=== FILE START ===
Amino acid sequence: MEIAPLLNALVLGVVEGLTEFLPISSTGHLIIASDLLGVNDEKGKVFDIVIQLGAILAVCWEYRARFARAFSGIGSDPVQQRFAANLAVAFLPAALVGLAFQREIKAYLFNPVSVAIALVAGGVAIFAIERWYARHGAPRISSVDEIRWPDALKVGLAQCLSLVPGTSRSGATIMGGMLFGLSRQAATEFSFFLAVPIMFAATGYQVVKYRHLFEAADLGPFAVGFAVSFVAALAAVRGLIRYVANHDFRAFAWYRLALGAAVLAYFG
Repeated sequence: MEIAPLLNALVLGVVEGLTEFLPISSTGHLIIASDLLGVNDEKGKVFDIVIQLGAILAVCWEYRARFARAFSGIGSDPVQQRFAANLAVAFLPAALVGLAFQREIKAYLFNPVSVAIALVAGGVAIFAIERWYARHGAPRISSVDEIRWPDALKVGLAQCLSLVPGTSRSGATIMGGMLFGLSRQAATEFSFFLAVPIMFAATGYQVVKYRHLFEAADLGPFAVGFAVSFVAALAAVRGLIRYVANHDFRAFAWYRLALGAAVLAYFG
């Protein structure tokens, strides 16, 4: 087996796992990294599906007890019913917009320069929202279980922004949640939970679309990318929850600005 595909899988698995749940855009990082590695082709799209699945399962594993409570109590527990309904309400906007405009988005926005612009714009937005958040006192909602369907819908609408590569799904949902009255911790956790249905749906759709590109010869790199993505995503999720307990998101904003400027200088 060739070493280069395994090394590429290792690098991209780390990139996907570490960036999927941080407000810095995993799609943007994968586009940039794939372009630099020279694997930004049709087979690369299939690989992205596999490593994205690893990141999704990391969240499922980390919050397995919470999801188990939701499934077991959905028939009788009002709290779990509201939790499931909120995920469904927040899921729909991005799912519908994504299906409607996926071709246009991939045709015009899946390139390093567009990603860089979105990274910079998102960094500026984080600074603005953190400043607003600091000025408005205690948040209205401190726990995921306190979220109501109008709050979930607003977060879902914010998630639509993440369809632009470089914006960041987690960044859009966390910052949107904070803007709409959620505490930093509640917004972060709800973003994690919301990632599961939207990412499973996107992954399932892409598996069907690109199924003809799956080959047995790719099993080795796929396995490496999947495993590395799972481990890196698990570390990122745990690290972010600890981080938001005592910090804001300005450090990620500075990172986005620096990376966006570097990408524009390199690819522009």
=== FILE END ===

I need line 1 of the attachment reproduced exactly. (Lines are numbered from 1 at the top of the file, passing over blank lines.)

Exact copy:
Amino acid sequence: MEIAPLLNALVLGVVEGLTEFLPISSTGHLIIASDLLGVNDEKGKVFDIVIQLGAILAVCWEYRARFARAFSGIGSDPVQQRFAANLAVAFLPAALVGLAFQREIKAYLFNPVSVAIALVAGGVAIFAIERWYARHGAPRISSVDEIRWPDALKVGLAQCLSLVPGTSRSGATIMGGMLFGLSRQAATEFSFFLAVPIMFAATGYQVVKYRHLFEAADLGPFAVGFAVSFVAALAAVRGLIRYVANHDFRAFAWYRLALGAAVLAYFG